Certifying teachers and regulating the teaching profession is emerging as a critical public policy issue–and one that urgently needs addressing in the interests of students as well as taxpayers in Nova Scotia and a few other provinces. Establishing and maintaining professional standards in Canada has, in practice, been delegated to provincial teachers’ unions and federations. Nova Scotia demonstrates how that approach can be particularly loose and mostly ineffective, virtually guaranteeing “spotless records” for teachers.

This AIMS’ research report asks, “Whatever happened to teaching standards?” and then tackles the question with an analysis of teacher regulation in Nova Scotia compared with best practices in other Canadian provinces. Paul W. Bennett and Karen Mitchell, a former member of the Ontario College of Teachers Governing Board from 1997 to 2005, provide a revealing look at the absence of regulatory oversight and the feeble enforcement of teaching standards. Utilizing Nova Scotia as an example, the AIMS’ policy paper makes the case for adopting a more robust provincial policy regime to ensure the highest teaching standards as well as to weed out underperforming teachers and so-called “bad apples” who pose risks to students.
Starting in Nova Scotia and following the lead of British Columbia, Bennett and Mitchell call for the establishment of a new, more independent Teacher Regulation Branch with a clear mandate to raise professional teaching standards, rebuild public trust, properly vet teacher education programs and safeguard students in the schools. The AIMS’ report concludes with six major policy recommendations designed specifically for Nova Scotia but applicable in other provinces:

1. Initiate and establish a Teaching Standards and Regulation Act and transfer the responsibility for setting and maintaining the Code of Professional Standards and Discipline to a new branch of the Department of Education and Early Childhood Development. Rename the Teaching Profession Act so that it is termed the Teachers Union Act;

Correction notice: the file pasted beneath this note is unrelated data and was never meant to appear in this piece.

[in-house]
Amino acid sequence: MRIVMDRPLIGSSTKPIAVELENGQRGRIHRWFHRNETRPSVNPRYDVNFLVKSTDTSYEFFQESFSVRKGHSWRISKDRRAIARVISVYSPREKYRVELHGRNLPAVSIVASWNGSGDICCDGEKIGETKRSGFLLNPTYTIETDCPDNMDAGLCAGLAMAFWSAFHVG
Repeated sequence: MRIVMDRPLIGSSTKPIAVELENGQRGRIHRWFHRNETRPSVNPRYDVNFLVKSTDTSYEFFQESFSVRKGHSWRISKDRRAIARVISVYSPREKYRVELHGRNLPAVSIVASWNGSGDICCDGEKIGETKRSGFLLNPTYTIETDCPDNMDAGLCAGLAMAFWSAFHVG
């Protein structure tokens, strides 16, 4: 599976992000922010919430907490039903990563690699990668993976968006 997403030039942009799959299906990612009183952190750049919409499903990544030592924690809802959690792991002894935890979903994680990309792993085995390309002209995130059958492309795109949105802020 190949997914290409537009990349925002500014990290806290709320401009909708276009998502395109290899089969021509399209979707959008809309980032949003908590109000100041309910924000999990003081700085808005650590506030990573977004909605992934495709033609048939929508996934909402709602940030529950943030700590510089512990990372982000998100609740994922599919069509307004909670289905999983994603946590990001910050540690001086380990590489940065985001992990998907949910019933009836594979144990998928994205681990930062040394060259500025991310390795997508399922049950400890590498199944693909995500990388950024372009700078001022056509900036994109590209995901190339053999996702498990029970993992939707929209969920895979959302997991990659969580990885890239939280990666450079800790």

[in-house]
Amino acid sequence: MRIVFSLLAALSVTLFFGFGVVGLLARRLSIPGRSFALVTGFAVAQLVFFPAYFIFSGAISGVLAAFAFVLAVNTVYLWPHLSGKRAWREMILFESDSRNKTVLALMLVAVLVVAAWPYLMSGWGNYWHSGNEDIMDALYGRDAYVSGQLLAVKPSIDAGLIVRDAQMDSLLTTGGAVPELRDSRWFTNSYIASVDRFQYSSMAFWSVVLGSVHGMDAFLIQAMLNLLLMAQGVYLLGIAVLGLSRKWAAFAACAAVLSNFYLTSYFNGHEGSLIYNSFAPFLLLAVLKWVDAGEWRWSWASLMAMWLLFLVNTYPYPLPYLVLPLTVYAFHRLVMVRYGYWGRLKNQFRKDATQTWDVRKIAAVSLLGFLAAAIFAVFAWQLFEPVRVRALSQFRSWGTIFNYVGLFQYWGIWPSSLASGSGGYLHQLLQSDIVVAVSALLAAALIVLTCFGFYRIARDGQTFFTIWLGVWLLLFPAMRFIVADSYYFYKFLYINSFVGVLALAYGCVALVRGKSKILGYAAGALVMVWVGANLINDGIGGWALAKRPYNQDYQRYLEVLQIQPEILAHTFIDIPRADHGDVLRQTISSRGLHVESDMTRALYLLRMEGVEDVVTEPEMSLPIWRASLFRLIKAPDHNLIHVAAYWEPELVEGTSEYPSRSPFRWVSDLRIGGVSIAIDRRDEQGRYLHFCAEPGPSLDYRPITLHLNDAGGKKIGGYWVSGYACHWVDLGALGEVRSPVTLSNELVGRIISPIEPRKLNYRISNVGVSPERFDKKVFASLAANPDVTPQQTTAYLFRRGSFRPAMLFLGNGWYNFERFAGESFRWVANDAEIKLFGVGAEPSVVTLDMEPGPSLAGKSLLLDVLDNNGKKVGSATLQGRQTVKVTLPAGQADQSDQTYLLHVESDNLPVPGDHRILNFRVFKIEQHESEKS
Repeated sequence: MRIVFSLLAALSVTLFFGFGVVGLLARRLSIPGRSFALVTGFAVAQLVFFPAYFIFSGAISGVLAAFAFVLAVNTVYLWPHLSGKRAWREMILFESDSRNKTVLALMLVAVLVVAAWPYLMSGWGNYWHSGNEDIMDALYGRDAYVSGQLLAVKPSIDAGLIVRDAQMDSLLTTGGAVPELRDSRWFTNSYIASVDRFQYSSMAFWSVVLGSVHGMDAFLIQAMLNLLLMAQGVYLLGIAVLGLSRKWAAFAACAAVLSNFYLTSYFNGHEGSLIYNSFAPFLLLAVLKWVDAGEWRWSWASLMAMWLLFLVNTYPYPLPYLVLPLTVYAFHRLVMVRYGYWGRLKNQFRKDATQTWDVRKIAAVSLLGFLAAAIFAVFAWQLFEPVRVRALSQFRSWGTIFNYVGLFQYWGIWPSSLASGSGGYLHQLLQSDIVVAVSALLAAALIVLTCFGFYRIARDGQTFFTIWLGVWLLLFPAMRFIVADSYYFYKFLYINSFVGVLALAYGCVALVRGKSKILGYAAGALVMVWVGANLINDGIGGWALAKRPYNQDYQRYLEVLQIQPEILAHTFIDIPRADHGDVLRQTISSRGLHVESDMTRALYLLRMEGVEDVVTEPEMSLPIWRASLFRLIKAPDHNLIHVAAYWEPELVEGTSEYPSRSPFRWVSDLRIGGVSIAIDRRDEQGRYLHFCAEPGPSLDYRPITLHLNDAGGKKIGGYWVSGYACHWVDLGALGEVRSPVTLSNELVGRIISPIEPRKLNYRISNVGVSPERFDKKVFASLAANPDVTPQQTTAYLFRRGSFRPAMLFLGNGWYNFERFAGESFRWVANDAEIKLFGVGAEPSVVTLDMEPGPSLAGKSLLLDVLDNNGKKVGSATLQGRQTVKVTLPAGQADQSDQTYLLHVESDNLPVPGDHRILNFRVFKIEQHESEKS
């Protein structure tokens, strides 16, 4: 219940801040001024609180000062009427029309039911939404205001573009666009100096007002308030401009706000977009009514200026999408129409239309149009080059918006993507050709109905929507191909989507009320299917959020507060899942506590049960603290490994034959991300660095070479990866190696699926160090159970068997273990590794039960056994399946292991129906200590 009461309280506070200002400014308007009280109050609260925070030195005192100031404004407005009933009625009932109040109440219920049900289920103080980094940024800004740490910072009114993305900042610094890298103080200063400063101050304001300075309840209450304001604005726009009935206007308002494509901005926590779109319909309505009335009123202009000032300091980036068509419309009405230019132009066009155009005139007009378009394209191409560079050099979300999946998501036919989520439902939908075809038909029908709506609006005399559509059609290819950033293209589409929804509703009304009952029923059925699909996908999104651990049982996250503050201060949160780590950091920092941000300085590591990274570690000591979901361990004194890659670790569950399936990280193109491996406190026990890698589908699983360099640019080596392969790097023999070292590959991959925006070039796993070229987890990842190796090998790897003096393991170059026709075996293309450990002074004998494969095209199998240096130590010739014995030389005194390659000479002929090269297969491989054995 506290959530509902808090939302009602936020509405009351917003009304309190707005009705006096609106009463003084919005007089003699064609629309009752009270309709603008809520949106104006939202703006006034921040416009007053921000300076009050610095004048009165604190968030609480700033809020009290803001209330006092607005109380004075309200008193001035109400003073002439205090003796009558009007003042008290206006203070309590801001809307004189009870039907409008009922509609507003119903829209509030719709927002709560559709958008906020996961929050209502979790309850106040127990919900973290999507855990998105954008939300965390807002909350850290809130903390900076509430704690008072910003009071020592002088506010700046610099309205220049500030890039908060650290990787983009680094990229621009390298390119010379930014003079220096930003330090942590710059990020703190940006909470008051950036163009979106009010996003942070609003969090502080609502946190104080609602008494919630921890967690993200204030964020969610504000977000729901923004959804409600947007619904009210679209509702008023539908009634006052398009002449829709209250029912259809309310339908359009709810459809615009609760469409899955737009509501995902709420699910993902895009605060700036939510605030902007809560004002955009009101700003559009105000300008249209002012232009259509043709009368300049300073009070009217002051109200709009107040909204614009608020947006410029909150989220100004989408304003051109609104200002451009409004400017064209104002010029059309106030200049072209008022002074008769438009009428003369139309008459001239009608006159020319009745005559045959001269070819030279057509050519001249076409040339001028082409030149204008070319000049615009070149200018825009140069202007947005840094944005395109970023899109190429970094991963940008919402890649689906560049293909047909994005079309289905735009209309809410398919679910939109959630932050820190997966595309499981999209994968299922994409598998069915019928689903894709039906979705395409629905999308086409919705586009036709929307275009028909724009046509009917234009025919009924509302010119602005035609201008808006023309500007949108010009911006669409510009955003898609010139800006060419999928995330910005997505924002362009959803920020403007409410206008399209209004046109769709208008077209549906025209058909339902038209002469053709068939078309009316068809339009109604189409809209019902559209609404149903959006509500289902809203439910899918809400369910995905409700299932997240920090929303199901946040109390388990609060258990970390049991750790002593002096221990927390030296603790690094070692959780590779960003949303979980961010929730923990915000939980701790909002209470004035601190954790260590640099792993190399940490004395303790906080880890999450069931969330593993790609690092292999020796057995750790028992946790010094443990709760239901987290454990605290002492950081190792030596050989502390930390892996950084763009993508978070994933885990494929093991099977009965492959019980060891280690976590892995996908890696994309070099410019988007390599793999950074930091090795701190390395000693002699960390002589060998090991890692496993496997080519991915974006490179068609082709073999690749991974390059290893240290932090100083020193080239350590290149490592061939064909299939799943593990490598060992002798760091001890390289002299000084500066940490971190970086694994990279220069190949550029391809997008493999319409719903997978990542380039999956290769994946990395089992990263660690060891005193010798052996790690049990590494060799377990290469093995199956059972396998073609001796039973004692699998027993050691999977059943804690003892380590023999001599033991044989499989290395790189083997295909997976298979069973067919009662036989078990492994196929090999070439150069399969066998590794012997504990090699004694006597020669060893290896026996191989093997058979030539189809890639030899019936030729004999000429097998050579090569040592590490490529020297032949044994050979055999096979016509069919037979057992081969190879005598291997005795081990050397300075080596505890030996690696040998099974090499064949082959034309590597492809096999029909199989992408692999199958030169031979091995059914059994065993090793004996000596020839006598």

2. Assign responsibility for overseeing Teacher Standards and Discipline to the Minister of Education and Early Childhood Development and require the public disclosure of all proceedings and decisions made under the new Teaching Standards and Regulation Act;

3. Establish a Teaching Standards Board within the Department of Education to assure professional self-governance for the profession, but limit the size of the board to 12 to 15 members, appointed by Order-in-Council, to allow for a fair representation of teacher, professional and community interests;

4. Adopt a Teacher Quality Standard, modelled after that of Alberta and built upon Best Practice in Teacher Quality reform across North America and around the world and introduce regular teacher effectiveness assessments, scheduled every five to seven years at critical stages in the career cycle;

5. Raise Teaching Standards and uphold Professional Ethics through legislative reform by removing supervisory officers and principals from the provincial bargaining unit for teachers and implementing professional training for school administrators in the assessment of teacher conduct, competency and effectiveness;

6. Mandate the new Teacher Regulation Branch to initiate, develop and implement an evaluation and accreditation program for faculties of education and teacher training institutes to ensure the validity and quality of professional degree and additional qualification programs, including B.Ed., M.Ed., and Ed.D. programs, inside and outside of Canada

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